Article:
The press of course drools over the dispatches, and having looked deep into its conscience, says it’s six o’clock and time to roll over. The euro has “dived”, because “market sentiment” is “contaminated”, oil prices are “shaken”, investors have “fears”. Firstly, what is utterly mind-boggling is that abstract entities such as markets and prices and currencies are attributed human emotions. The thrust of such misuse of adjectives is to suggest that they are victims of something i.e. victims of Portugal, Ireland, Greece and Spain, who go under the cheerful acronym of PIGS. Secondly, when we speak of investors (but can we now say that this word is in any way related to the root verb – investire – “to clothe in, cover, surround”?), we depict them as beaten kittens rather than cool-headed, quick-thinkers out for financial opportunity. A vocabulary has been developed that first of all does not describe these events as those enacted by real people, but of abstract nouns that behave like people. The idea that our economic life is governed by an agency as arbitrary as clouds is obscene. We are not so stupid as to know that today like any other day, fearful banks and trembling institutionals accumulated wealth.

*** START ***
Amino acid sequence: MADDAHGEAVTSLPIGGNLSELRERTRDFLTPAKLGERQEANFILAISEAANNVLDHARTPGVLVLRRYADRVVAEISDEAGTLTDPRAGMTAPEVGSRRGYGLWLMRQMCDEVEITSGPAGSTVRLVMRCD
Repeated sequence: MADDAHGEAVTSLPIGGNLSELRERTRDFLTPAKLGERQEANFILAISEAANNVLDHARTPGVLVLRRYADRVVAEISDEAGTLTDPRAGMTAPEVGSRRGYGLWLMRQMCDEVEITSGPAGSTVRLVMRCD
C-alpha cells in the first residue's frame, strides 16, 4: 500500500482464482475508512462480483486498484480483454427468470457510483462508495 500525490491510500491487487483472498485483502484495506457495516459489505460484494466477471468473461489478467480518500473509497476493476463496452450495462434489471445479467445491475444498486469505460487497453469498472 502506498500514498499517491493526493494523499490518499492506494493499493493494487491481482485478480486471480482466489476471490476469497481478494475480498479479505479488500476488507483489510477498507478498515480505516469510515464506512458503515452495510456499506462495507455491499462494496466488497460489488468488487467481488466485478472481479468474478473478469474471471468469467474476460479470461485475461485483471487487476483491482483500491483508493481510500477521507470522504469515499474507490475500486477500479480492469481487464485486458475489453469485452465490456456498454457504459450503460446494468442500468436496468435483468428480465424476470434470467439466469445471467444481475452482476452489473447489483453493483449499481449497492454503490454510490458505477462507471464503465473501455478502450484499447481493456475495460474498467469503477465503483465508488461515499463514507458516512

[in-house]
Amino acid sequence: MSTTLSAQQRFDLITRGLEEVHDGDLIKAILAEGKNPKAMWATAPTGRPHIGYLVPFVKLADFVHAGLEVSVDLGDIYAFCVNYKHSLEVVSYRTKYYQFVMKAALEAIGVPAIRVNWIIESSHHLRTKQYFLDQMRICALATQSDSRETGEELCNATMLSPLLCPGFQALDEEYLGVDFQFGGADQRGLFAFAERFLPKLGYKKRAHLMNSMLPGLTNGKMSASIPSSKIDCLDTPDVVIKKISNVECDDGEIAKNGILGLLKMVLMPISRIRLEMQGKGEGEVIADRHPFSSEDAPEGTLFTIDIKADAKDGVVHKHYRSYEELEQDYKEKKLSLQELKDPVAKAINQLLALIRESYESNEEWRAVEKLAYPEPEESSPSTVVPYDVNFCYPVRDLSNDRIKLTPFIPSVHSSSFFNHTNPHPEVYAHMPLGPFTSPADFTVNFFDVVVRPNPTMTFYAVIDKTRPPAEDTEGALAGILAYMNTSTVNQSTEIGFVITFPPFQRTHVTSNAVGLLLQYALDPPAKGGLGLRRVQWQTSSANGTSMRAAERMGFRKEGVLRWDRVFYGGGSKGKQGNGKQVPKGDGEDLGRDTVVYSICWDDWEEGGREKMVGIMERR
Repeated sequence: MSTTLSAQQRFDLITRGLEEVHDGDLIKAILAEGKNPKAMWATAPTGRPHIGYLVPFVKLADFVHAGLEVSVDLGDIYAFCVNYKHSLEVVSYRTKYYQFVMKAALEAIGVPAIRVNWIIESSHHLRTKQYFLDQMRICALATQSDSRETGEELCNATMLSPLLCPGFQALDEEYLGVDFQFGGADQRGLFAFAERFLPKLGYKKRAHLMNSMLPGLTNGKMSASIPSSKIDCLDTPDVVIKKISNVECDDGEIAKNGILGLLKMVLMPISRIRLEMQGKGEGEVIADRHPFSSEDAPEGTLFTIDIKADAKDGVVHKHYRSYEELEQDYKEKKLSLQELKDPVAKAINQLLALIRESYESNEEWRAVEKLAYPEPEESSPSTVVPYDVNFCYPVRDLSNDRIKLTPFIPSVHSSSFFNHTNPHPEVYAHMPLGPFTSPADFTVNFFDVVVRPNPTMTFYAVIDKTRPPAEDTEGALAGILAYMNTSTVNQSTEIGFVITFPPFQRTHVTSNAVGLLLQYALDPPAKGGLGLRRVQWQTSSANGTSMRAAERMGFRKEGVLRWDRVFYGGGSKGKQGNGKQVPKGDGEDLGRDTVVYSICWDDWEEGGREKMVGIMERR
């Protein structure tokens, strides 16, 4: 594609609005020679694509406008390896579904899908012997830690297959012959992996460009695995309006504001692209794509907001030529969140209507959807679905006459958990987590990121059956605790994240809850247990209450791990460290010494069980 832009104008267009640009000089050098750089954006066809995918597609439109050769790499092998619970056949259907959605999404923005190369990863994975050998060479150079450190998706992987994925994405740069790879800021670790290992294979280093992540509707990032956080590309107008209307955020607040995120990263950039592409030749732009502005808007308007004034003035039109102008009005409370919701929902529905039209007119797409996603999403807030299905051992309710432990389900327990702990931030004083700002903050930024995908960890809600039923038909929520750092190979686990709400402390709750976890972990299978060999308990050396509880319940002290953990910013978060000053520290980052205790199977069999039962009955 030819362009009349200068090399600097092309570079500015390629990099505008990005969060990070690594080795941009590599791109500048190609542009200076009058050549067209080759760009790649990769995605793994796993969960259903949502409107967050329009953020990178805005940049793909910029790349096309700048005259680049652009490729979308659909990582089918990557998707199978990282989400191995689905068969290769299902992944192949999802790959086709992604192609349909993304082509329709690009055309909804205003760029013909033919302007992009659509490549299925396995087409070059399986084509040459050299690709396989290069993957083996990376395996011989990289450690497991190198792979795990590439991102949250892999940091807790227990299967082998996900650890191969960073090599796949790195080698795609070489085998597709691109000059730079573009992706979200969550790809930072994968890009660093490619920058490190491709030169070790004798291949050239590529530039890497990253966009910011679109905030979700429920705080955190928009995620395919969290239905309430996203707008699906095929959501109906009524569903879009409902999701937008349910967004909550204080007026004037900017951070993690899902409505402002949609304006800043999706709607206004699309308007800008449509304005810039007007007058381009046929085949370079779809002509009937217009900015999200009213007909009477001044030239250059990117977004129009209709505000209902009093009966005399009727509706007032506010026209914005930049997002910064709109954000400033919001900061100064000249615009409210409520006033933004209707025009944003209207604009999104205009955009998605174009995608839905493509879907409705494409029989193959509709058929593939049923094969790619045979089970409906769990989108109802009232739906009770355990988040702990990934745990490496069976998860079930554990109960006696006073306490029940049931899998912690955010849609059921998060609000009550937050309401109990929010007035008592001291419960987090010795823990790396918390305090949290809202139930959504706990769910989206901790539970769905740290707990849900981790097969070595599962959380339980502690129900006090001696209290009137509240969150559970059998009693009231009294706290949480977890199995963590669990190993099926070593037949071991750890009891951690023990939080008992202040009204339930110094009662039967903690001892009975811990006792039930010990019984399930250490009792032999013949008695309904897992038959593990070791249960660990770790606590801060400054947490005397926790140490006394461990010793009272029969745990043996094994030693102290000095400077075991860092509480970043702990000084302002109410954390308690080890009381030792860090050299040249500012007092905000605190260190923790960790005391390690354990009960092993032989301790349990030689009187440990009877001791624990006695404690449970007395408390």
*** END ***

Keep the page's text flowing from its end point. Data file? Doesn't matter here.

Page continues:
The problem is that the history of this economic crisis is written daily describing a reality that suits the leading actors. Who hold nations consisting of sprightly, sluggardly, careful, cancerous, bold and balding citizens to account for financial dealings they have had no say in. Paradoxically even these major actors to the drama seem unable to grasp the situation adequately, if only to themselves. Take OECD secretary general Angel Gurria. “This is Ebola,” he gushed. “When you realise you have it you have to cut your leg off in order to survive.” Forgive me if I’m wrong but I remember Ebola as a disease of the nineties where your skin sort of fell off in clumps like in a zombie flick and was supposed to wipe us all out, but didn’t. Surely if one legged Gurria wants to compare the Eurozone crisis to a disease whose threat was hysterically exaggerated, given that it’s all down to PIGS, he should have evoked swine flu. But perhaps a swine flu analogy wouldn’t scare us enough to gulp down the snake oil of bone-crunching austerity that is now, apparently, the only cure.